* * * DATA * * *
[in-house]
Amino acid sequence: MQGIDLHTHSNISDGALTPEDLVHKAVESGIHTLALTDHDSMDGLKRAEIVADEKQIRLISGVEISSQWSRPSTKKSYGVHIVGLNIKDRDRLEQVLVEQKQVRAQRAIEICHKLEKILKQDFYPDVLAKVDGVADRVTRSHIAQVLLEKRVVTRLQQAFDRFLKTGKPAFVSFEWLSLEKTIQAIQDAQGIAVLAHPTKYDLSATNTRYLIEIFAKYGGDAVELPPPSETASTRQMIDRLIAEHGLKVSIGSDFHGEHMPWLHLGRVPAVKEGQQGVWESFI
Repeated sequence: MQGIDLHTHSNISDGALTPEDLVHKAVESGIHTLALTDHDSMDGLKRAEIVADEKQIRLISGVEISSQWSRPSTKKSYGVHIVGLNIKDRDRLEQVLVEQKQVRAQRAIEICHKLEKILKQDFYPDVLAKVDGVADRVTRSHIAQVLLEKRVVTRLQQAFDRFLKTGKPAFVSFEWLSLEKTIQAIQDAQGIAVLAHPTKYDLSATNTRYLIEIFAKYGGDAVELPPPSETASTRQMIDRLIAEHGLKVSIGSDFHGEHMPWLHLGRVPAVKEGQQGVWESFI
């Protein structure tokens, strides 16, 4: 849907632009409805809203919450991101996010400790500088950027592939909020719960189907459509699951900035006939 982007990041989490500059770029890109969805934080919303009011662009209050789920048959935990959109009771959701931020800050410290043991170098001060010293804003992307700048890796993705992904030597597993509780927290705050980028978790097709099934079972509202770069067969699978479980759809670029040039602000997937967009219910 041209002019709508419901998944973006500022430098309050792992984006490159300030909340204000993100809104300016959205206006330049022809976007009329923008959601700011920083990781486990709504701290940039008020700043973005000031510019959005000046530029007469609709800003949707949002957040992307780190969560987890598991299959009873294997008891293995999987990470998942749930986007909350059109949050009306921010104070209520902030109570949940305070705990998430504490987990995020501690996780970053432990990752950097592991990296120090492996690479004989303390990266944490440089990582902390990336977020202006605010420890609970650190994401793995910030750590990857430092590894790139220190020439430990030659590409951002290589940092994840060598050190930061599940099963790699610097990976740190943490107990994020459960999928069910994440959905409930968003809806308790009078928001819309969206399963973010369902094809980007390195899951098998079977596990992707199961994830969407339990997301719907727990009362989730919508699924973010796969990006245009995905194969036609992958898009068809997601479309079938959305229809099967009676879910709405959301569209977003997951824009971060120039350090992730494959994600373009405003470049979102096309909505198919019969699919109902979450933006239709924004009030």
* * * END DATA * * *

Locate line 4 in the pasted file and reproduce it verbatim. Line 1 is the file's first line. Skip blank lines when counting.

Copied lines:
């Protein structure tokens, strides 16, 4: 849907632009409805809203919450991101996010400790500088950027592939909020719960189907459509699951900035006939 982007990041989490500059770029890109969805934080919303009011662009209050789920048959935990959109009771959701931020800050410290043991170098001060010293804003992307700048890796993705992904030597597993509780927290705050980028978790097709099934079972509202770069067969699978479980759809670029040039602000997937967009219910 041209002019709508419901998944973006500022430098309050792992984006490159300030909340204000993100809104300016959205206006330049022809976007009329923008959601700011920083990781486990709504701290940039008020700043973005000031510019959005000046530029007469609709800003949707949002957040992307780190969560987890598991299959009873294997008891293995999987990470998942749930986007909350059109949050009306921010104070209520902030109570949940305070705990998430504490987990995020501690996780970053432990990752950097592991990296120090492996690479004989303390990266944490440089990582902390990336977020202006605010420890609970650190994401793995910030750590990857430092590894790139220190020439430990030659590409951002290589940092994840060598050190930061599940099963790699610097990976740190943490107990994020459960999928069910994440959905409930968003809806308790009078928001819309969206399963973010369902094809980007390195899951098998079977596990992707199961994830969407339990997301719907727990009362989730919508699924973010796969990006245009995905194969036609992958898009068809997601479309079938959305229809099967009676879910709405959301569209977003997951824009971060120039350090992730494959994600373009405003470049979102096309909505198919019969699919109902979450933006239709924004009030």